Good as Goldwyn

"They designed an entire solar system in just six seconds. It took God six days, if you believe the Old Testament."

—Gene Roddenberry in an interview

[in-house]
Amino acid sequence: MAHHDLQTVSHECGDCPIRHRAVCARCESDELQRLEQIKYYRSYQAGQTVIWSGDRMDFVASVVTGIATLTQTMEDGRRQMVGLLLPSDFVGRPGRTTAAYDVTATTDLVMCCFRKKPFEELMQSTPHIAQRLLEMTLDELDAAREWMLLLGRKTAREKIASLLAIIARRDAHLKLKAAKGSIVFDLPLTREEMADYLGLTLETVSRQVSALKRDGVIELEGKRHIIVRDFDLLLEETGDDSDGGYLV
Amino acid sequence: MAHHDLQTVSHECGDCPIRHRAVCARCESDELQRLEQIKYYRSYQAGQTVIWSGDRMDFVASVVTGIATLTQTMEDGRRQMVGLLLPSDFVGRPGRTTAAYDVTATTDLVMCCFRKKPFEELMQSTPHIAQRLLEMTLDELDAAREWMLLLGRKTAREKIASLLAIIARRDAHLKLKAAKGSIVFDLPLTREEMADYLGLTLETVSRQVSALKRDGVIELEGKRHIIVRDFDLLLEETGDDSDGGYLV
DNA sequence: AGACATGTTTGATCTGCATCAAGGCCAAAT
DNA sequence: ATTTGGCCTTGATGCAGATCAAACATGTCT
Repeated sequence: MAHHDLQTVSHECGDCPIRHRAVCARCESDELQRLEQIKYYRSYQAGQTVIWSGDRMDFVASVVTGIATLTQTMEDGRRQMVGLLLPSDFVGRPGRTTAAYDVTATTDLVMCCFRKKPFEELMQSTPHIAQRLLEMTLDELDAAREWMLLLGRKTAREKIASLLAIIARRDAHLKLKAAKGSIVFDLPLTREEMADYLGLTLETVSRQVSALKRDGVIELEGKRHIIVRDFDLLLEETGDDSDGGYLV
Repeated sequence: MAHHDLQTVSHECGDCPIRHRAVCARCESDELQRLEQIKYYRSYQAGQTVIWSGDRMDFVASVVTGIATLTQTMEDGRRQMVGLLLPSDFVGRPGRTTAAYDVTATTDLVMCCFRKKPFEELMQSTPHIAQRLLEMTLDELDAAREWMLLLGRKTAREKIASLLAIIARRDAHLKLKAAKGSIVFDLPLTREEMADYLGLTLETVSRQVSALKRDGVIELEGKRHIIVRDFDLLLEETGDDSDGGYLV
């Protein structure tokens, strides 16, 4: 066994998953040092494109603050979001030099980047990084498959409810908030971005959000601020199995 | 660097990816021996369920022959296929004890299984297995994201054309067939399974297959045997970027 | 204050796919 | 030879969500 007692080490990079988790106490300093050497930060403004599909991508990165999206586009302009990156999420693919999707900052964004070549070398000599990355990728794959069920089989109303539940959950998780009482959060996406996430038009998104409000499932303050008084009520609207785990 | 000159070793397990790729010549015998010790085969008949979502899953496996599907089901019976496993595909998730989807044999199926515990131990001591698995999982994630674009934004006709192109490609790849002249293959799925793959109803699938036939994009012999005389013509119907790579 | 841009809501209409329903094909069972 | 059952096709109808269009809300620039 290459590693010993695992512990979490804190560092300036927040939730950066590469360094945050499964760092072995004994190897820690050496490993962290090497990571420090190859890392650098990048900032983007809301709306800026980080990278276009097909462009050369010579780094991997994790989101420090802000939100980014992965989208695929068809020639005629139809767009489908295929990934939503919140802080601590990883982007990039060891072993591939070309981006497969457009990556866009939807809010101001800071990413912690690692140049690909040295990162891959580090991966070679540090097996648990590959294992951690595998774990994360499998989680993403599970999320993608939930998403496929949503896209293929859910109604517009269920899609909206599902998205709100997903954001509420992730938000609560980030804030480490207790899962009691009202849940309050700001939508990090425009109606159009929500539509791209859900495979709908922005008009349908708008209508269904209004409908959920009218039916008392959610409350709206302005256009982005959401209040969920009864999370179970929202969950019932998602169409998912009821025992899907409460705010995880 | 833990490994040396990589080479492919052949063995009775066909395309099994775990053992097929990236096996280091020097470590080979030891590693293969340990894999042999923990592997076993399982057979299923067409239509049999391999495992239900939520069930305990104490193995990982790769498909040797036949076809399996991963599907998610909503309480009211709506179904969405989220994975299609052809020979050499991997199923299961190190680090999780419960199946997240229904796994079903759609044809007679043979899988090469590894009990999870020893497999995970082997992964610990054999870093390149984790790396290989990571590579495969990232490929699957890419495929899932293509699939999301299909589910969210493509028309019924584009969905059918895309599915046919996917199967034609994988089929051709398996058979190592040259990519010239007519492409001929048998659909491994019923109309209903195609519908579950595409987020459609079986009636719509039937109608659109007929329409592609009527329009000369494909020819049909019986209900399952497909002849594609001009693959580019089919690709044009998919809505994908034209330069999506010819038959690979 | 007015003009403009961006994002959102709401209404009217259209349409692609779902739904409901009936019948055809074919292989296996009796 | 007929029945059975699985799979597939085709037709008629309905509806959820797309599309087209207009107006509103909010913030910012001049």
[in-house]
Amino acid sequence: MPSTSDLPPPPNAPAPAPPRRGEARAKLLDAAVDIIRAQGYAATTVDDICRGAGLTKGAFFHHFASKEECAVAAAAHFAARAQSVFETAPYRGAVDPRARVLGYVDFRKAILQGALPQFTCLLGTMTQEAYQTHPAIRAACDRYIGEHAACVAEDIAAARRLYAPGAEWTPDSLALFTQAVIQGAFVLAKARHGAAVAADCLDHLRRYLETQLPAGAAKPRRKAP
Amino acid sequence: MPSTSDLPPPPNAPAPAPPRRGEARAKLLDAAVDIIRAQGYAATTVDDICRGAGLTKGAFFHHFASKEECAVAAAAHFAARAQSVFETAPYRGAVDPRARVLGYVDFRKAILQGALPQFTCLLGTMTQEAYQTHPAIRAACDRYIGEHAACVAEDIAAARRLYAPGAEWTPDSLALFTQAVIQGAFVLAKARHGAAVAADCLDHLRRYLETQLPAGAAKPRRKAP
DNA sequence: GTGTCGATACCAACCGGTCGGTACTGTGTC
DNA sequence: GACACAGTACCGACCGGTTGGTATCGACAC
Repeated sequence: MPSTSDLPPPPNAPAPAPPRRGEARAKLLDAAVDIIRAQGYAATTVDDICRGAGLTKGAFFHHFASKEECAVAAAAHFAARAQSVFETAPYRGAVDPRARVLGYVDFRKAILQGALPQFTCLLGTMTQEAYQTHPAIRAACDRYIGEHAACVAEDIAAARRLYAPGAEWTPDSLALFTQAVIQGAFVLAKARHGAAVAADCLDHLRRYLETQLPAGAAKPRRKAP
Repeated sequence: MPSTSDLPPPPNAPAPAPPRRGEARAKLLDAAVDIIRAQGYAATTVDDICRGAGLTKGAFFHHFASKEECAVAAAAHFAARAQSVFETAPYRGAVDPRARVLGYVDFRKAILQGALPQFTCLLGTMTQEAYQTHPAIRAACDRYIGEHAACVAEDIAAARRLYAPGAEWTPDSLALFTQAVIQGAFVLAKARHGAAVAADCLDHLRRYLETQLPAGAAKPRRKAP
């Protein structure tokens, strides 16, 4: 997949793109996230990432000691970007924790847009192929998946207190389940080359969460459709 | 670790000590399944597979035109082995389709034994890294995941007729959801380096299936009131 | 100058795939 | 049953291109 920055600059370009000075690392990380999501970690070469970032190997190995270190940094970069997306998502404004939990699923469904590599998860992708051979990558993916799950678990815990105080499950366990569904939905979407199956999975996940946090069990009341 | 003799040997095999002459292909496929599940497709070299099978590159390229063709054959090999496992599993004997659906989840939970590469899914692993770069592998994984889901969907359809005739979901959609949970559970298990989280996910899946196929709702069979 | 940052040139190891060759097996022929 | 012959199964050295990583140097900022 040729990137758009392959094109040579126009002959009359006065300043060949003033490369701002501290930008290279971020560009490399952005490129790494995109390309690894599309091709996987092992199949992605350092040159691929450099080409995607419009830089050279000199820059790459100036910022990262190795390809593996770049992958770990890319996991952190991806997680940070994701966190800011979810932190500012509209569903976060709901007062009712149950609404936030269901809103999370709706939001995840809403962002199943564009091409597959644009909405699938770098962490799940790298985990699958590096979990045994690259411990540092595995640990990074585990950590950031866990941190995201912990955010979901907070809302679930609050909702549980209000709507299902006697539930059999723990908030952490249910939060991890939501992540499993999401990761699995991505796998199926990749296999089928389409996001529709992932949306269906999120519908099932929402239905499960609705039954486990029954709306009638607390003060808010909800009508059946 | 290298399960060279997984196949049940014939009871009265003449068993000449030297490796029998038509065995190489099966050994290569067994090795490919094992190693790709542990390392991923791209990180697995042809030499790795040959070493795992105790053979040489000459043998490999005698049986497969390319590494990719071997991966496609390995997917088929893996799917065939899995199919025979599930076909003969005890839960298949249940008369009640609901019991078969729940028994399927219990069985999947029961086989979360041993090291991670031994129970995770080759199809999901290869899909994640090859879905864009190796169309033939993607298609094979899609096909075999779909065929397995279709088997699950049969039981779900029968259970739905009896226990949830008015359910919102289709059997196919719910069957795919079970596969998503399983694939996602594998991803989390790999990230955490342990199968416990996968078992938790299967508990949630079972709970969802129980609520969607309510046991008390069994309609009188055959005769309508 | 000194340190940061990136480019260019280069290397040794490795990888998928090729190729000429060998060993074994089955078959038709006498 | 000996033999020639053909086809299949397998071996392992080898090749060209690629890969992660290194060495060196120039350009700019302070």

"It's not his life, it's a fairy story," wrote John Dos Passos of the life of Sam Goldwyn in a documentary section of Mid-Century (1961). Even though Dos Passos had to depend almost entirely on canned "facts" and public relations handouts, together with an extended personal interview, his little seven-page section, "The Promised Land (old style)," manages to say more, more truly and deeply, than A. Scott Berg's massive (580 pages), much-promoted, widely advertised, and extensively reviewed Goldwyn: A Biography. But the comparison and contrast is not quite fair. Dos Passos was a major writer. You don't read Berg for the fine writing or for the refinement and depth of his perceptions; you read him for information he has gained and gleaned from years of honorable hard labor and for his undeniable knack at organizing and refining a heap of factual raw materials into some cumulative and chronological patterns. Dos Passos was dead right, though. The life of Schmuel Gelbfisz of Warsaw, Poland, who became Samuel Goldfish in Birmingham, England, and finally, in America, the one and only Samuel Goldwyn, can justly be taken as an old-fashioned...

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